Don Davis has been the Forum Communications Minnesota Capitol Bureau chief since 2001, covering state government and politics for two dozen newspapers in the state. Don also blogs at Capital Chatter on Areavoices.
- Member for
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Minnesota needs a permanent school safety center to help prevent school violence, public safety officials and others told legislators Monday. During the school shootings at Red Lake High School in March 2005, local, state and federal law enforcement officers worked well together, recalled former U.S. Attorney Tom Heffelfinger said.
A large majority of Minnesotans are happy with the work of school instructors and staff, but believe more state funding is needed to maintain that level of quality, a teacher-funded poll found. Education Minnesota, the state's largest teachers union, commissioned the phone survey last November. It also revealed that 62 percent of respondents believe school spending should be increased. One-third of those polled said funding should remain flat. Education Minnesota President Judy Schaubach of Red Wing said poll results reinforce public comments made at listening sessions across the state.
Minnesotans, many in rural areas, missed out on $172 million in federal food stamp funds last year because they lack knowledge about the program and face a complicated application process, a new report claims. "The worst participation is in our rural areas and rural counties," said Jessica Webster of the Legal Services Advocacy Project.
Many rural Minnesotans would have better health care, U.S. Sen.
Minnesota legislators anticipate a stern lecture when they sit down Tuesday with a leading congressional transportation expert. U.S. Rep. Jim Oberstar, who represents northeastern Minnesota's 8th District and is House Transportation and Infrastructure Committee chairman, will discuss funding for roads and transit with state legislators. Such meetings are rare. "I think he's going to give us hell," Rep. Bernie Lieder, DFL-Crookston, said.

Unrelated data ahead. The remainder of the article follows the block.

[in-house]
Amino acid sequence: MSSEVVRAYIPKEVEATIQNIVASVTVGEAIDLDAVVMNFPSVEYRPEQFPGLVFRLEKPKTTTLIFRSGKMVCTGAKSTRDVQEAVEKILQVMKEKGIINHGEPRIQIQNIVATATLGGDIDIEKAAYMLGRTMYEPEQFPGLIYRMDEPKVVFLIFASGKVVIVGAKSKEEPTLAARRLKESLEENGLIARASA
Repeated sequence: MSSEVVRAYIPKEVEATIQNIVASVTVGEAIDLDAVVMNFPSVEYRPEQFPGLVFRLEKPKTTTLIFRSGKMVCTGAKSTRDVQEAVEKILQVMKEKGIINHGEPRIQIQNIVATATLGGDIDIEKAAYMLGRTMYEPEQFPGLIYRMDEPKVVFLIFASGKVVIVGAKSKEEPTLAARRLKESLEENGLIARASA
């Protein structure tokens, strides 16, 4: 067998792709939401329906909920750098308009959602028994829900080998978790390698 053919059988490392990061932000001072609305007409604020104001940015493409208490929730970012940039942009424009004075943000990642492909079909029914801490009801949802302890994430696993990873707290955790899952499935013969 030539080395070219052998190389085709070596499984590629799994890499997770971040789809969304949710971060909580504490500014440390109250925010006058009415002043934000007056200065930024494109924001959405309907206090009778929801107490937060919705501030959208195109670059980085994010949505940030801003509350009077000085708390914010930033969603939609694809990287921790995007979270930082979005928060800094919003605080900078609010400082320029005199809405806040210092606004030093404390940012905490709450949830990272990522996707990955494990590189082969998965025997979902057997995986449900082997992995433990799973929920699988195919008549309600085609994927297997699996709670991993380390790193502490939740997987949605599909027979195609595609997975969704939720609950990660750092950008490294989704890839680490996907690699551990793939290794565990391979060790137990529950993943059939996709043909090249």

ST. PAUL - A late 2005 report showed Minnesota state computers were vulnerable to hackers. The auditor suggested the state give those who manage the computers more money. Those words did not fall on deaf ears. When state officials began an every-other-year budget process last year, the topic returned. Gov.
ST. PAUL -- Rep. Tom Rukavina walked through the crowd during a Sept. 11, 2001, memorial service and noticed most of the flags were made in China, Pakistan or someplace else other than the United States. "If anything should be made in the United States, it should be the American flag," he said. So began the Virginia, Minn., Democrat's quest to require all American flags sold in Minnesota to be made in this country.
ST. PAUL - Legislators are close to making Minnesota the first state to endorse a compact to restrict use of Great Lakes water. On a voice vote, senators gave preliminary approval to the issue Monday, with a final vote expected Thursday. The House already overwhelmingly approved the compact and Republican Gov. Tim Pawlenty is expected to sign the measure.
A statewide smoking ban could be headed for approval by the Legislature, but it won't get everyone's backing. "I highly doubt many (Iron) Rangers will be supporting the final bill," House Majority Leader Tony Sertich, DFL-Chisholm, said. Sertich was referring to his fellow Iron Range lawmakers, who may support a smoking ban that provides exemptions, such as for bars or private clubs. Bills being considered by the House and Senate don't include those exemptions. Sertich said he believes a statewide ban in public places will pass this year.
ST. PAUL - Minnesota forests could get a piece of the pie if legislators and voters approve raising sales taxes to fund outdoors and arts programs. A Senate committee on Wednesday decided to spend an estimated $25 million annually to buy or obtain easements on Northland forest land that private companies are ready to sell. It is the first time in the decade the tax proposal has been around the Capitol that forests were specifically included. However, the proposal has a long way to go.